Nomad's land

May 9, 2001 at 12:00 am

I’m sitting on a cement stoop outside New York’s Knitting Factory with Tara Jane O’Neil and Cynthia Nelson. In a few hours they’ll settle onstage inside as Retsin, a subtly countrified and wholly mesmerizing multi-instrumental duo from Louisville, Ky., New York City, a cabin in the woods and the roads cutting tributaries in between. Nelson’s trimming the ends of her hair with a small pair of Swiss Army Knife scissors; O’Neil’s humming almost unconsciously into my tape recorder; taxis and trucks are speeding by and we’re talking about home.

“It’s our van right now,” O’Neil admits. “It’s where we have friends and projects … I don’t know. It’s more of a time thing than a place thing anymore.”

They recorded their latest album, Cabin in the Woods, in, yep, a cabin in the woods last summer and fall. It captures the moss and dusk of a forgotten forest as song melts into song within dark and hypnotic folk, similar to the work of Nick Drake or Tim Buckley, but with banjo, flute, guitar and serene female voices.

“There was one day when we were living on Ludlow Street and there was a sub station behind our apartment and it caught fire,” O’Neil explains. “I woke up in the morning and there were firemen all around and smoke, toxic smoke, was pouring into our place. That was the day that I said, ‘Oh Christ, I can’t take this anymore.’ So we went upstate to this Super 8 motel and drank a little pint of Jim Beam and decided that we were going to move to the Hudson River Valley. That was the year before we actually did it. I think the catalyst really was getting kicked out of our apartment.”

A friend of a friend of a friend happened to be renting a cabin, so they signed up for six months.

“We were planning to record our album that summer, probably at home, before we got kicked out,” Nelson says. “It was perfect because we did want to make a sort of folksy-sounding record, more natural sounding. The cabin happened to have these great acoustics, wooden walls and ceilings and porches. It all came together.”

Throughout the album, a strong sense of place and settlement is personified, with songs about leaking rust, plaster, bathtubs, bugs, trees, corners, four-leaf clovers, stars and gardens. But an overriding sense of nowhere also makes itself apparent. “Southern trees throw sepia shade/and a lady is just a made up thing in her own room/with the things she makes” (“Sepia Shade”). “All my accomplishments lie underground/All my accomplices live in other towns/Catch me I’m falling/Each week a warning” (“Land of the Lost”).

Since recording Cabin in the Woods, O’Neil finished a follow-up solo record to last year’s acclaimed Peregrine, which comes out soon (its title when we talked was In the Sun Lines). O’Neil was also in Rodan and now plays with the Sonora Pine as well. Nelson was in Ruby Falls and now also plays with the Naysayer. For the time being, however, they’re on a two-month Retsin tour, which is taking them through most of the United States. In New York, Retsin was joined by K. (a solo project of Ida’s Karla Schickele) and His Name Is Alive’s Warn Defever (also on the bill this week in Detroit). The dynamic of the lineup was one of friendship and almost a study of the blurred dichotomy of masculine and feminine.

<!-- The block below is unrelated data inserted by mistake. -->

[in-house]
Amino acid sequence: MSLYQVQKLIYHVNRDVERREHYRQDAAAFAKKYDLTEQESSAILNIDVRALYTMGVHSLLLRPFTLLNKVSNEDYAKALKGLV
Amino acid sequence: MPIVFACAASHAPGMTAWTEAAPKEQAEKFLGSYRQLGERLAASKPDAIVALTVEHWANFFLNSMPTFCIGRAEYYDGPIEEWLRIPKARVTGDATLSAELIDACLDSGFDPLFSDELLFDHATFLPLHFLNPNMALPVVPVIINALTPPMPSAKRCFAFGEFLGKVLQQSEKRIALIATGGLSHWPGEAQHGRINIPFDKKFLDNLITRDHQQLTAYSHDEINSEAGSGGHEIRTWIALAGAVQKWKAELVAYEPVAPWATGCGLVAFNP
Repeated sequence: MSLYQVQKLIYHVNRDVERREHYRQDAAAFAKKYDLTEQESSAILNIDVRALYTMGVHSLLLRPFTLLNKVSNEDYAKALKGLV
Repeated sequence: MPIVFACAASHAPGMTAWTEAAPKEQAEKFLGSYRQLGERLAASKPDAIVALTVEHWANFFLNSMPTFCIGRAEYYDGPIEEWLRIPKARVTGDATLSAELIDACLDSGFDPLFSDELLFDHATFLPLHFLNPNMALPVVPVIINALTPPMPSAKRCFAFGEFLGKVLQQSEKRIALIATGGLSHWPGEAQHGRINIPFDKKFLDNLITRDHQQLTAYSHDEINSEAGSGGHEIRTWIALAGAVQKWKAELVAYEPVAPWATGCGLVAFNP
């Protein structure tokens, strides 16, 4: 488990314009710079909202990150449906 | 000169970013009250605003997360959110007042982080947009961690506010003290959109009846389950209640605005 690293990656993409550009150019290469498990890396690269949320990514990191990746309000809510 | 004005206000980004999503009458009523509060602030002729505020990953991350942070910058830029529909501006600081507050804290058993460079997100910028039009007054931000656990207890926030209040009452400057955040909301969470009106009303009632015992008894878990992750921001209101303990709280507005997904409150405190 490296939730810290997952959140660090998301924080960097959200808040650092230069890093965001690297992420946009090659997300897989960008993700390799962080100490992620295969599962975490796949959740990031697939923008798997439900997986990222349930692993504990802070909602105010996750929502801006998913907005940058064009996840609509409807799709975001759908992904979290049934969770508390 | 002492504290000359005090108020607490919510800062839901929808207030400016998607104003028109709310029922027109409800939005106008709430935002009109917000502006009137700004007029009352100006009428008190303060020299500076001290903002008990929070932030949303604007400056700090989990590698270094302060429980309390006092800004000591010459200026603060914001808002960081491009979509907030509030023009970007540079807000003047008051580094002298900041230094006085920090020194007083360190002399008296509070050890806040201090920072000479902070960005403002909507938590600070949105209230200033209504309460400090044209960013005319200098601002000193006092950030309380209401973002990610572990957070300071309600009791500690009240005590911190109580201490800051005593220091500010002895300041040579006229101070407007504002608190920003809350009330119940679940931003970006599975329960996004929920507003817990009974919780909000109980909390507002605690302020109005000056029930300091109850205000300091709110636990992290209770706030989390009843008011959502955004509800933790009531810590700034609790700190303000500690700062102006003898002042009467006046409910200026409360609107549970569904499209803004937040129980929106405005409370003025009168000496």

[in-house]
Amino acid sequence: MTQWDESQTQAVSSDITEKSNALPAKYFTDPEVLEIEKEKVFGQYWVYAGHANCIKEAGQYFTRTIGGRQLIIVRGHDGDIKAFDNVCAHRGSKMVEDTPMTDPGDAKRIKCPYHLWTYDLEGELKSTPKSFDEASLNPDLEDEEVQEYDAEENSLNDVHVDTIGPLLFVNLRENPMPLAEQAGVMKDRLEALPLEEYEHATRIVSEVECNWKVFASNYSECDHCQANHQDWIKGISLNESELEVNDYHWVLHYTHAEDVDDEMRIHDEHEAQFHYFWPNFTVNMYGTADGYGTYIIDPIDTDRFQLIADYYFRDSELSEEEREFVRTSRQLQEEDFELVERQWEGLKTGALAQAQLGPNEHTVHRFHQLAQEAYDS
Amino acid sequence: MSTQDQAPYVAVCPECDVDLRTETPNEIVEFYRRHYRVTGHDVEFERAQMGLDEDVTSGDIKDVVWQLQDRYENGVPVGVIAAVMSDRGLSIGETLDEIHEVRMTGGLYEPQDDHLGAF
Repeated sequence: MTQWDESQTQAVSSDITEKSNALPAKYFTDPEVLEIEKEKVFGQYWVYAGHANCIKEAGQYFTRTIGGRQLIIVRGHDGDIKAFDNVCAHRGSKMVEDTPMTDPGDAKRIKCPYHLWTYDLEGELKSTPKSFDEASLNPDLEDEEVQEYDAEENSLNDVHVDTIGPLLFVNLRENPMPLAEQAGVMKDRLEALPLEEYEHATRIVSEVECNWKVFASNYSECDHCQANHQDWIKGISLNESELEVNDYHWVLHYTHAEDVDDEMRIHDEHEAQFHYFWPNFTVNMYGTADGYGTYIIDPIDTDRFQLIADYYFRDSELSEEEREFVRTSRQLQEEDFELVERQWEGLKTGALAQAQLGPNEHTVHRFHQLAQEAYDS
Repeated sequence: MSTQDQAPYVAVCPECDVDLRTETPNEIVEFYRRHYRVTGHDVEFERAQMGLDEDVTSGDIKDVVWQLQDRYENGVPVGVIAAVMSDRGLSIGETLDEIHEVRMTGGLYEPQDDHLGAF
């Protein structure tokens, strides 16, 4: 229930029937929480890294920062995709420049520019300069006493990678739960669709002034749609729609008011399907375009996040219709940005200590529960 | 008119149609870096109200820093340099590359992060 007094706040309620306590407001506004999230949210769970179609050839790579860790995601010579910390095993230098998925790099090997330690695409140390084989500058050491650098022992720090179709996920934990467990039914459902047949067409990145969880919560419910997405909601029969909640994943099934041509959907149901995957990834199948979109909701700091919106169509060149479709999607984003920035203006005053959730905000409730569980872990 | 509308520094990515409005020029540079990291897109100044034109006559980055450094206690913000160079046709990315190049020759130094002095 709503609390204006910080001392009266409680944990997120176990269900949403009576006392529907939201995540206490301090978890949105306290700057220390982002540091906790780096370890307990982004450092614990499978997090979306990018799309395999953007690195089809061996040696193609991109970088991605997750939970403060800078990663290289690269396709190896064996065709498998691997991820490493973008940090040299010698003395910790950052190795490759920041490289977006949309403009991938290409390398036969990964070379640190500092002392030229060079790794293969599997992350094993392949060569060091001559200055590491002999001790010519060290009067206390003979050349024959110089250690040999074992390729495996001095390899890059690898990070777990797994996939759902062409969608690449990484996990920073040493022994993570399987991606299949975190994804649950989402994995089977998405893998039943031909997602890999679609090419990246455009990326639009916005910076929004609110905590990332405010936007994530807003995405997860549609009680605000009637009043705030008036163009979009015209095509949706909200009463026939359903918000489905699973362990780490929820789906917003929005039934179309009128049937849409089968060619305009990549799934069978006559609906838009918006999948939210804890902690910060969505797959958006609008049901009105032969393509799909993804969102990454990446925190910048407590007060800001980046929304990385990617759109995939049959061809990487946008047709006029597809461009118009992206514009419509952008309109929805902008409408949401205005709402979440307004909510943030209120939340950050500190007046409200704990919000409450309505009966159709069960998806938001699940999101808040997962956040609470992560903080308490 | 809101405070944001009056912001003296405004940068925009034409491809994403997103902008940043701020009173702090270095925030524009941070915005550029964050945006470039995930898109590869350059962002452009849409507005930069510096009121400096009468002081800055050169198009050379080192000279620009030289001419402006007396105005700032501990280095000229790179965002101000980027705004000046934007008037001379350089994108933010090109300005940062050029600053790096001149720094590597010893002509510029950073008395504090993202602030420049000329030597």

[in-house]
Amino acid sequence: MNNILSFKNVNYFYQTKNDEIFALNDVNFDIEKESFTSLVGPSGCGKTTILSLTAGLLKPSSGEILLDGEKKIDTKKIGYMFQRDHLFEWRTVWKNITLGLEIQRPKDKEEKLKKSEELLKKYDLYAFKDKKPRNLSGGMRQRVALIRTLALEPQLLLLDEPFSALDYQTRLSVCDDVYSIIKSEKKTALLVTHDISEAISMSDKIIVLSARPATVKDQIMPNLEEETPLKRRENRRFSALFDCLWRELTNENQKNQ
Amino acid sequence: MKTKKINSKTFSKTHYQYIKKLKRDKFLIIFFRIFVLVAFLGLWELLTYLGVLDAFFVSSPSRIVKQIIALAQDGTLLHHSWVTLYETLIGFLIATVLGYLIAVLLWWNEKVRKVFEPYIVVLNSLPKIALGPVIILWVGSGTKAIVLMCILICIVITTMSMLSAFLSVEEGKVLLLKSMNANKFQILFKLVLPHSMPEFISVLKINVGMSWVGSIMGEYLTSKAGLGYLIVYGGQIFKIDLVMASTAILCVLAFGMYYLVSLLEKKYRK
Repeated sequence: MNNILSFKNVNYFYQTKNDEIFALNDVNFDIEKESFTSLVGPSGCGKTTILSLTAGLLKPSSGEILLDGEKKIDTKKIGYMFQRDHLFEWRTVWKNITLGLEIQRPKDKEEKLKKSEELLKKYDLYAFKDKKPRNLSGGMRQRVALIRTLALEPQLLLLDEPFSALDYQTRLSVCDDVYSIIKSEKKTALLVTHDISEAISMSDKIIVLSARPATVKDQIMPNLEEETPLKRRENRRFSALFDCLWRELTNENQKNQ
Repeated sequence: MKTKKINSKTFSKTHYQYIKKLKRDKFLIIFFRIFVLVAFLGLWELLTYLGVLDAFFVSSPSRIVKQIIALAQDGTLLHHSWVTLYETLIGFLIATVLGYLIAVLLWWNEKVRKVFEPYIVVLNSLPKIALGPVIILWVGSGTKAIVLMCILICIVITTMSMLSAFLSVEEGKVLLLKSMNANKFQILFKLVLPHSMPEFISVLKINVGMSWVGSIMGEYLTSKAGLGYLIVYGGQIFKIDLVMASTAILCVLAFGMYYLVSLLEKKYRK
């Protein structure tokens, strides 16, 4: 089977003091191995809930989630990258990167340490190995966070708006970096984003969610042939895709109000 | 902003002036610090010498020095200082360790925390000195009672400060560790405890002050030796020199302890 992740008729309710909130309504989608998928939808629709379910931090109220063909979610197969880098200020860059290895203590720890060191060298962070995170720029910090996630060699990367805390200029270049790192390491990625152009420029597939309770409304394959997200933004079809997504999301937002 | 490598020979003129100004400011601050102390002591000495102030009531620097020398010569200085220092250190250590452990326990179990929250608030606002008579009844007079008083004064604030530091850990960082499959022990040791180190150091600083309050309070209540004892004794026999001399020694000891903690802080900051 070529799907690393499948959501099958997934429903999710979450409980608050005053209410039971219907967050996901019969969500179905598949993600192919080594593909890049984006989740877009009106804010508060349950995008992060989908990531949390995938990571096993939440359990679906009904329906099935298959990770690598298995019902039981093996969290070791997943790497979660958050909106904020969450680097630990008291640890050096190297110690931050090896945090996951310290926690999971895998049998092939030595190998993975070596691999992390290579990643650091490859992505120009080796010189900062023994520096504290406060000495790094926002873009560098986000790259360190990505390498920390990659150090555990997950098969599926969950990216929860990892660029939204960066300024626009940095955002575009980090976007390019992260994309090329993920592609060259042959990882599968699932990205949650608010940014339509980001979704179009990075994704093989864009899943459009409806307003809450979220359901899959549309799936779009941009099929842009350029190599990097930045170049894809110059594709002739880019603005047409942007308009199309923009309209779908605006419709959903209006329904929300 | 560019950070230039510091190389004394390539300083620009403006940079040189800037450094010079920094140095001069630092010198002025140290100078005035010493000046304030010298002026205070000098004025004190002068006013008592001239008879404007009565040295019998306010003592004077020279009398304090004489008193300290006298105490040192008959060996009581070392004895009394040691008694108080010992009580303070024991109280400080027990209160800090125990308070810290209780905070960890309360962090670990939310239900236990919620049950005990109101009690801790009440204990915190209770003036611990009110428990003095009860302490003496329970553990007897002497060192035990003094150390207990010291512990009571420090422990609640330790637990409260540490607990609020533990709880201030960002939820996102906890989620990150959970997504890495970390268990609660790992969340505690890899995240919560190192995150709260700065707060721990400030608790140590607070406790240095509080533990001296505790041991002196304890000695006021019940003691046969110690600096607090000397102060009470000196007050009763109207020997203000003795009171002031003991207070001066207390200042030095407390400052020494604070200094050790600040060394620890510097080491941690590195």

Schickele opened with her confidently played songs about awkwardness, almost giving the impression that you were watching her belt out the songs in her shower. On nearly every song, a different person joined her onstage. “We’re trying to get every musician in New York on the stage at least once tonight,” she joked. Defever followed, joined by Ida’s Dan Littleton and Flashpapr’s Jacob Danziger, playing songs and telling stories about hunting, bears, climbing mountains, whales and guns. There was a silly and, of course, false tone to the stories, mocking what’s often perceived as a masculine wilderness. Then Retsin closed with the feminine, more Dionysian, women-in-the-woods, mysterious and maternal sense of wilderness. But their take was also somewhat jovial in tone, begging the audience to line dance and O’Neil calling the tambourine rubber-banded to her stomping foot her “strap-on.”

After the show, Nelson and O’Neil packed up their stuff, sold a few records and began their trip south for a short break in Louisville. Nelson says she craves being on the road “because it’s happening, for it to keep happening. Like if you’re drunk and you want another beer, whereas if you’re not drunk, it doesn’t mean you want to be drunk … unless … you’re an alcoholic.”

O’Neil likes the simplicity: “You put your clothes in your bag and those are the clothes you wear. We have all this stuff in storage upstate. Two-thirds of our stuff is up there, but really, so what? We don’t need any of it. I like that. I like waking up early in the morning and being in a flat parking lot in Iowa, seeing the morning and having absolutely no context to anything. I’m just enjoying the morning. That’s great. I have this feeling of being no one when I go on tour and I love it.”

Melissa Giannini is the Metro Times music writer. E-mail her at [email protected]